Thursday, 15 July 2010

That Naughty Verres, and A Certain Mr Satoshi

I was reading some Cicero the other day, in particular his superlatively nasty speech against the general Verres, on trial for extortion and being the worst possible governor of Sicily ever. He used to swan around in a litter filled with rose petals, and set up an enormous tent to which were brought various ladies of ill (and worse) repute. Here is a description of one of his parties:

'itaque erant exitus eius modi ut alius inter manus e convivio tamquam e proelio auferretur, alius tamquam occisus relinqueretur, plerique ut fusi sine mente ac sine ullo sensu iacerent.'

Which translates (in rather bad English, but you get the drift) as:

'And so, there were exits (to the party) of such a kind that some would be carried out in the arms (of the other guests) as if from a battle; others would be left as if for dead; most would sprawl on the ground without any idea or sense of where they lay.'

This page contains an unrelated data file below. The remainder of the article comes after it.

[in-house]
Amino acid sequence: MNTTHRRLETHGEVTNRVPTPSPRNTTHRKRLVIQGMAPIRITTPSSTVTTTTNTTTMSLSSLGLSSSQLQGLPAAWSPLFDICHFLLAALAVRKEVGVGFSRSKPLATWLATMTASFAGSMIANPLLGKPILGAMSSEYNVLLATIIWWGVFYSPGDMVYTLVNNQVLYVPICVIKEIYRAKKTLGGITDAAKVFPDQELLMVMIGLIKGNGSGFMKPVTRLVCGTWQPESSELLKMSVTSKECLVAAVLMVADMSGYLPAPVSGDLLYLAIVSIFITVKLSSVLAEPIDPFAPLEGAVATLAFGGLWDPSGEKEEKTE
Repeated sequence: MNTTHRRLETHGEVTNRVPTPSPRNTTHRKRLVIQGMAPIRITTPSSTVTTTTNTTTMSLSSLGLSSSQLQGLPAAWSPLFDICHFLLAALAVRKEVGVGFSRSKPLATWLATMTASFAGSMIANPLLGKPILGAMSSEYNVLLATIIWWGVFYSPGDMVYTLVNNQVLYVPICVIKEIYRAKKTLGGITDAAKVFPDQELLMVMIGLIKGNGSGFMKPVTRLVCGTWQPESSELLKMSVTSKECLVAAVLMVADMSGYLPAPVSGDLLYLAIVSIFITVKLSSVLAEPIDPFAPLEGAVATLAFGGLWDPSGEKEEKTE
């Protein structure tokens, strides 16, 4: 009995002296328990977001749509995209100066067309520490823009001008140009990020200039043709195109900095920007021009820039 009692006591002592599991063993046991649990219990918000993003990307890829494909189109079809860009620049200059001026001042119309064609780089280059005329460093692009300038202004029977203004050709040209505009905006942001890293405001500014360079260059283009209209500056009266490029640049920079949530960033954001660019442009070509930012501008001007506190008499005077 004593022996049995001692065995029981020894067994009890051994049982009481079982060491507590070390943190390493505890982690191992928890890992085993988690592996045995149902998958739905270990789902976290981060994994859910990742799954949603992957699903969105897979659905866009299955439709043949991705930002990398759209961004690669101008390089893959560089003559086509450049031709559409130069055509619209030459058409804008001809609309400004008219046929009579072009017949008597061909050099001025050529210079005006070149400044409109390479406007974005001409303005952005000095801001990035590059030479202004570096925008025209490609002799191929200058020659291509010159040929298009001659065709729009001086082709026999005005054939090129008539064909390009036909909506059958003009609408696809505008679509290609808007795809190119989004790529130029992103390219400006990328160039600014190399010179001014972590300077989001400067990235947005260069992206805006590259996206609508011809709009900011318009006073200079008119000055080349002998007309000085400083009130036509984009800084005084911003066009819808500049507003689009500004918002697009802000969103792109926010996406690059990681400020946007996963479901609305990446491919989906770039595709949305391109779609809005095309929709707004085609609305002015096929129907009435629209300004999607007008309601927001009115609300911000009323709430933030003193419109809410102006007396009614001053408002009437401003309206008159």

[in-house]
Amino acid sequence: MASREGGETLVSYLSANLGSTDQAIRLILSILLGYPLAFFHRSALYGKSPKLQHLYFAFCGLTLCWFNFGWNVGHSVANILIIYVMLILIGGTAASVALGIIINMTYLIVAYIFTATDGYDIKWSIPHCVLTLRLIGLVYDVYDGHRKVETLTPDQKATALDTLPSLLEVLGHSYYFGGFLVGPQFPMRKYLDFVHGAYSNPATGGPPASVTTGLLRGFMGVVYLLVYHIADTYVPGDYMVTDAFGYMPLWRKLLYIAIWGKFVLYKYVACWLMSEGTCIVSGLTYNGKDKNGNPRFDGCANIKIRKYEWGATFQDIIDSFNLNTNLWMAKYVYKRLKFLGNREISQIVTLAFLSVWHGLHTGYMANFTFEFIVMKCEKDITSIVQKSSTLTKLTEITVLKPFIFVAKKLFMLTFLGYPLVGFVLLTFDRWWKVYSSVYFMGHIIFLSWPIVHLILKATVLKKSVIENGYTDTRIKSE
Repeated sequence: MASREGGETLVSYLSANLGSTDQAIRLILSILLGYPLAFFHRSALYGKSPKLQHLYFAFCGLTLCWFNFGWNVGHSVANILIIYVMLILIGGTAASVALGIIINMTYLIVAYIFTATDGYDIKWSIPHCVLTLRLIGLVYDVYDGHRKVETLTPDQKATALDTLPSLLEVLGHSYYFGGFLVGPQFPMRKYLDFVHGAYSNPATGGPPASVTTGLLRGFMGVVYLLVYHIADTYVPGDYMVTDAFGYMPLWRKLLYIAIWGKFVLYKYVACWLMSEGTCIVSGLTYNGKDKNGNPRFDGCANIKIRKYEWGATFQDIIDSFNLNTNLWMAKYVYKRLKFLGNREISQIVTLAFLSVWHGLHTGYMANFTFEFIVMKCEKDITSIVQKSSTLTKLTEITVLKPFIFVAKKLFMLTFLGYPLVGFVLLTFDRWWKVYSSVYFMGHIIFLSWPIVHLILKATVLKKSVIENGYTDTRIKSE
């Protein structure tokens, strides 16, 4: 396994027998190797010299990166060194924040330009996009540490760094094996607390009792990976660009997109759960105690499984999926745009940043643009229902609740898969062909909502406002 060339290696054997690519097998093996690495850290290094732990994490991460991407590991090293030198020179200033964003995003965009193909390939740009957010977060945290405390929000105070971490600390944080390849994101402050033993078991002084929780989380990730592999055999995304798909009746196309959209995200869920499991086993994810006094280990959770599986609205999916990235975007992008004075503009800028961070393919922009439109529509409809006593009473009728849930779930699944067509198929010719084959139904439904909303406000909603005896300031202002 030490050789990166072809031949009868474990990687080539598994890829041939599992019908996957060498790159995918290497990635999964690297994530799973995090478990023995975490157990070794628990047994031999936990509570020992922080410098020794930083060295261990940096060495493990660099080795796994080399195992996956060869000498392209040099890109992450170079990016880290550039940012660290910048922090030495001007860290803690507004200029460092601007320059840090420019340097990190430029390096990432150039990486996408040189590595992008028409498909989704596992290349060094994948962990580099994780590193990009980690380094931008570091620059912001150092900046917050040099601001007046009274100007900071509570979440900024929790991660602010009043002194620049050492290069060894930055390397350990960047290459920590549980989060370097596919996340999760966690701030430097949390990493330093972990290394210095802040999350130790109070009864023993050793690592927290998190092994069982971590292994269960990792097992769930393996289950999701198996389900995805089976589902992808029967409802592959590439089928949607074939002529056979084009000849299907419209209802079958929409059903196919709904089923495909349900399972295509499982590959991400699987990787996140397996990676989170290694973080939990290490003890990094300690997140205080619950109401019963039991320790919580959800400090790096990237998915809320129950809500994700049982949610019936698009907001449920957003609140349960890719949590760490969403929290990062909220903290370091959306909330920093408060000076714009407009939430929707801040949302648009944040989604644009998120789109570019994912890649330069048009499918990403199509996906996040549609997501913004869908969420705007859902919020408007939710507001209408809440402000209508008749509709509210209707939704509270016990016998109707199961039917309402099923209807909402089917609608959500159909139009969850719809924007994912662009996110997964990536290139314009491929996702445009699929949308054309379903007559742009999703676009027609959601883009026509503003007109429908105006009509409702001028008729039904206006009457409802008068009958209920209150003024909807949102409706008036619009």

Now I don't know about you, but all this sounds like it could be rather fun. It looks like Verres was heartily enjoining the worship of Bacchus. I wonder if Cicero was just jealous because he never got invited and was too busy writing epic poems about himself?

I attended a party (which didn't end like that) for the launch of Jonathan Lee's Who is Mr Satoshi?, which is his debut novel and looks intriguing. The party was in a pub in Islington; as far as I know nobody was carried out as if from a battle, but it was certainly enormously enjoyable.

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